Module 1. Management Concepts & Principle
Module 2. Management Functions
Module 3. Marketing Management
Module 4. Concepts and application of management p...
Module 5. Production, Consumption, Processing and ...
Module 6. Meaning & Theories of International ...
Module 7. WTO provisions for trade in agricultural...
12 April - 18 April
19 April - 25 April
26 April - 2 May
Lesson-27 Agricultural Marketing Functions
Every single activity performed in carrying a product from the point of its production to the ultimate consumer may be termed as a marketing function. A marketing function may have anyone or combination of three dimensions, viz., time, space and form. The marketing functions involved in the movement of goods from the producer to its ultimate consumer vary from commodity to commodity, market to market, the level of economic development of the country or region, and the final form of the consumption.
27.2 CLASSIFICATION OF MARKETING FUNCTIONS
The marketing functions may be classified in various ways. For example,
Thomsen has classified the marketing functions into three broad groups. These are:
- Kohls and Uhl have classified marketing functions as follows:
Huegy and Mitchell have classified marketing functions in a different way. According to them, the classification is as follows:
Physical Movement Functions
Ownership Movement Functions
Market Management Functions
Packaging is the first function performed in the marketing of agricultural commodities. It is required for nearly all farm products at every stage of the marketing process. The type of the container used in the packing of commodities varies with the type of the commodity as well as with the stage of marketing. For example, gunny bags are used for cereals, pulses and oilseeds when they are taken from the farm to the market. For packing milk or milk products, plastic, polythene, tin or glass containers are used. Wooden boxes or straw baskets are used for packing fruits and vegetables.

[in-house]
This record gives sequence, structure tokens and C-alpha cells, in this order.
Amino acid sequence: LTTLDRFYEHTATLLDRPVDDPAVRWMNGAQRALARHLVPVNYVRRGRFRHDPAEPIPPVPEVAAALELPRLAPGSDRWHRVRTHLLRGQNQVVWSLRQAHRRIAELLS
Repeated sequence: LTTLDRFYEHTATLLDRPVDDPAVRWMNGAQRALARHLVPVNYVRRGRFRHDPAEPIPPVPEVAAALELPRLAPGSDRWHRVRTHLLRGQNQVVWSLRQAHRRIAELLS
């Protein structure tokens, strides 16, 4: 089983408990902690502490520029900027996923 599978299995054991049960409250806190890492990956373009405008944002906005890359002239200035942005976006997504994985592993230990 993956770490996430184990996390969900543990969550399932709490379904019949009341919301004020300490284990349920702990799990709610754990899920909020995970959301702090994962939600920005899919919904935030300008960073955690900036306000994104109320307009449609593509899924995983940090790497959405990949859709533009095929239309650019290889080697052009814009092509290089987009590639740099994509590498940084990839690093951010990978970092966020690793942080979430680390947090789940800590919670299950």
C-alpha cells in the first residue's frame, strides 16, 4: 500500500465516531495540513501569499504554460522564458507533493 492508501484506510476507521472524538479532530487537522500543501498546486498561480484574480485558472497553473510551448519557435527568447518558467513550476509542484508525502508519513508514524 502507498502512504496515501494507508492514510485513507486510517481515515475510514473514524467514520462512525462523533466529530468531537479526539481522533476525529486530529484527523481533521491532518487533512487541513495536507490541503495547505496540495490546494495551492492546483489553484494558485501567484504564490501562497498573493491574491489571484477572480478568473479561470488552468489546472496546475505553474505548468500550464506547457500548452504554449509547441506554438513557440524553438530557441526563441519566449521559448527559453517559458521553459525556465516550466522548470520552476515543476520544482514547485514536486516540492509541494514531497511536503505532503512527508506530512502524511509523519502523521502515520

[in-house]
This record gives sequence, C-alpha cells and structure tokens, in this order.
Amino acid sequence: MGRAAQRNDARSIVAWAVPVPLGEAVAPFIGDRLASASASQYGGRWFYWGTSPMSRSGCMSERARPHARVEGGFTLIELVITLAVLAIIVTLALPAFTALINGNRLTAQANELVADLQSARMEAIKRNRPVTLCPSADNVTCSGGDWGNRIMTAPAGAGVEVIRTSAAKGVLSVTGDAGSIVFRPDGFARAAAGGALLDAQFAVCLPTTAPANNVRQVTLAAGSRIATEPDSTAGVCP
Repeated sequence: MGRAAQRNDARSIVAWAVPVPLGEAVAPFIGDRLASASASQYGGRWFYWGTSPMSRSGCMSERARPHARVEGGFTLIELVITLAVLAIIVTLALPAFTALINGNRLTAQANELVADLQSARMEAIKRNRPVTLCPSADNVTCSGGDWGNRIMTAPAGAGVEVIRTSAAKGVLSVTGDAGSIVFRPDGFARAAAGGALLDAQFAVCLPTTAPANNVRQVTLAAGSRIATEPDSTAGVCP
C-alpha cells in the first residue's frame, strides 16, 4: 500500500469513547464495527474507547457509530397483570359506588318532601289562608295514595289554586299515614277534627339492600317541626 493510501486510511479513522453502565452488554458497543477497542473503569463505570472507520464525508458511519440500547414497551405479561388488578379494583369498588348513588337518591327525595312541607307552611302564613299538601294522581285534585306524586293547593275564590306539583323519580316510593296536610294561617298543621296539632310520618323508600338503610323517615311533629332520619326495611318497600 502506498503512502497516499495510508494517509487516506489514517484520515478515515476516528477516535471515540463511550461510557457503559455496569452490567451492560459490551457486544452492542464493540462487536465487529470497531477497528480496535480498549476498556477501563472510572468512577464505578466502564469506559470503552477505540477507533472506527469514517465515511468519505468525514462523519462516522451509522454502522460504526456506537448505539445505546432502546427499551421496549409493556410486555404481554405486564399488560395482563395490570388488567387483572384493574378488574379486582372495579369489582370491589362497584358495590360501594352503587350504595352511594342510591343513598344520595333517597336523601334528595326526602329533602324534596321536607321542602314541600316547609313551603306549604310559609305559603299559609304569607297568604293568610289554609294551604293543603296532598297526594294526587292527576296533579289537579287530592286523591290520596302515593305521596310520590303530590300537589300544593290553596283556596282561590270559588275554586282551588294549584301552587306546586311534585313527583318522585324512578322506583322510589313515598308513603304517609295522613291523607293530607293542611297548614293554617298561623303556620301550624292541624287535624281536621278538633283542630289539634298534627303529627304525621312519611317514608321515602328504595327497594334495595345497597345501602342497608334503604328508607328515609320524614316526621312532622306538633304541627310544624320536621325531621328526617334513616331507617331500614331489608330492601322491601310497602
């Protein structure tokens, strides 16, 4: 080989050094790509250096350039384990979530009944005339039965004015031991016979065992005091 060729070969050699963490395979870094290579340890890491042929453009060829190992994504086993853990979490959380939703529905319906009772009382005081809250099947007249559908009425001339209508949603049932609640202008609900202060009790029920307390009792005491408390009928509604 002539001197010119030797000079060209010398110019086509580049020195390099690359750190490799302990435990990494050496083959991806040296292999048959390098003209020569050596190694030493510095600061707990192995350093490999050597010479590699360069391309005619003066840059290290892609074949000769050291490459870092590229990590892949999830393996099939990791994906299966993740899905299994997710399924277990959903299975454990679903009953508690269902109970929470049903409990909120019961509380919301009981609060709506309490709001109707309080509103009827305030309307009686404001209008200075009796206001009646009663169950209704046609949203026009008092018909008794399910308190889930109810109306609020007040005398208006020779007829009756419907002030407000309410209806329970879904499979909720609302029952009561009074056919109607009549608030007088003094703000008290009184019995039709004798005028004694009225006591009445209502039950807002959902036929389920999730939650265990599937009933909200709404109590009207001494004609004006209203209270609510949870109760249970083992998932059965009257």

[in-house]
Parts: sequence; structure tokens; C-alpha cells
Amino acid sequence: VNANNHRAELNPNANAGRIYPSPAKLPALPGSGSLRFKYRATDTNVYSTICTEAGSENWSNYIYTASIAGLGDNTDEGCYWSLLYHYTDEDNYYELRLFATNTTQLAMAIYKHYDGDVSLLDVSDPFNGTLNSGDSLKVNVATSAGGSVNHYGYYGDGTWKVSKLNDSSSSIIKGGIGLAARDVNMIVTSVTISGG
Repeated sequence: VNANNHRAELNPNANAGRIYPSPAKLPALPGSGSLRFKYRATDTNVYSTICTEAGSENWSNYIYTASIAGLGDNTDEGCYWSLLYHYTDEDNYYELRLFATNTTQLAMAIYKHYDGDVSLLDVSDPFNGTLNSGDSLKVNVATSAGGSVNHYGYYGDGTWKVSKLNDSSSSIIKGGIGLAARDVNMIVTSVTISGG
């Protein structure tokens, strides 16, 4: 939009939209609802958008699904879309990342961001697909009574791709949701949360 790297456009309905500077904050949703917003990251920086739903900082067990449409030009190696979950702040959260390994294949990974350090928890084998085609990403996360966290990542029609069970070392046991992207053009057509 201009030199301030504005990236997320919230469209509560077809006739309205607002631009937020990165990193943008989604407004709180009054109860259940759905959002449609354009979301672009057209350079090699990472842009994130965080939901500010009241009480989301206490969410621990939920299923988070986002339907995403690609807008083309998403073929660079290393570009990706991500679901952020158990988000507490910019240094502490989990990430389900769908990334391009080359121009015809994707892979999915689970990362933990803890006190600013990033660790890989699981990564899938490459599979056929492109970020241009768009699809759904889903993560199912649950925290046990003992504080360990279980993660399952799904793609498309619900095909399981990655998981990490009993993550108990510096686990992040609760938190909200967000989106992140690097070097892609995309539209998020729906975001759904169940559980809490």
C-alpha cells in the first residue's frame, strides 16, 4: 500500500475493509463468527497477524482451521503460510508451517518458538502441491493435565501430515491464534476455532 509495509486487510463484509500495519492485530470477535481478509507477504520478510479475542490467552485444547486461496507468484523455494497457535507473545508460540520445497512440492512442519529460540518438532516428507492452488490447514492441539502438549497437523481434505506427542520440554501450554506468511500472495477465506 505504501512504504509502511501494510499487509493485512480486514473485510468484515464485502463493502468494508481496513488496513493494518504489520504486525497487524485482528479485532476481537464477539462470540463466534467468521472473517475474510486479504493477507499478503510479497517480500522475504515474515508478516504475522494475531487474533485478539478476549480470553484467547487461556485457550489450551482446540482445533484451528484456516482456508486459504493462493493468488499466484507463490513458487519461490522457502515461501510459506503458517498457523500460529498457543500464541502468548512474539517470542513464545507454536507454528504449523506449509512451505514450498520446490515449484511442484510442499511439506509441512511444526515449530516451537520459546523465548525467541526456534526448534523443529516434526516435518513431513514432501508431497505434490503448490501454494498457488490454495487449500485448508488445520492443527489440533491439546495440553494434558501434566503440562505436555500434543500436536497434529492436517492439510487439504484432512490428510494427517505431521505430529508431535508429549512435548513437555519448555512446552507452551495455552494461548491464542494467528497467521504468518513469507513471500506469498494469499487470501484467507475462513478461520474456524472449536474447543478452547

27.3.1 Meaning of Packing and Packaging
Packing means, the wrapping and crating of goods before they are transported. Goods have to be packed either to preserve them or for delivery to buyers. Packaging is a part of packing, which means placing the goods in small packages like bags, boxes, bottles or parcels for sale to the ultimate consumers. In other words, it means putting goods on the market in the size and pack which are convenient for the buyers.
27.3.2 Advantages of Packing and Packaging
Packaging is a very useful function in the marketing process of agricultural commodities. Most of the commodities are packed with a view to preserving and protecting their quality and quantity during the period of transit and storage. For some commodities, packing acts as a powerful selling tool. The chief advantages of packing and packaging are:
1. It protects the goods against breakage, spoilage, leakage or pilferage during their movement from the production to the consumption point.
2. The packaging of some commodities involves compression, which reduces the bulk like cotton, jute and wool.
3. It facilitates the handling of the commodity, specially such fruits as apples, mangoes, etc., during storage and transportation.
4. It helps in quality-identification, product differentiation, branding and advertisement of the product, e.g., Nandini milk and Amul butter.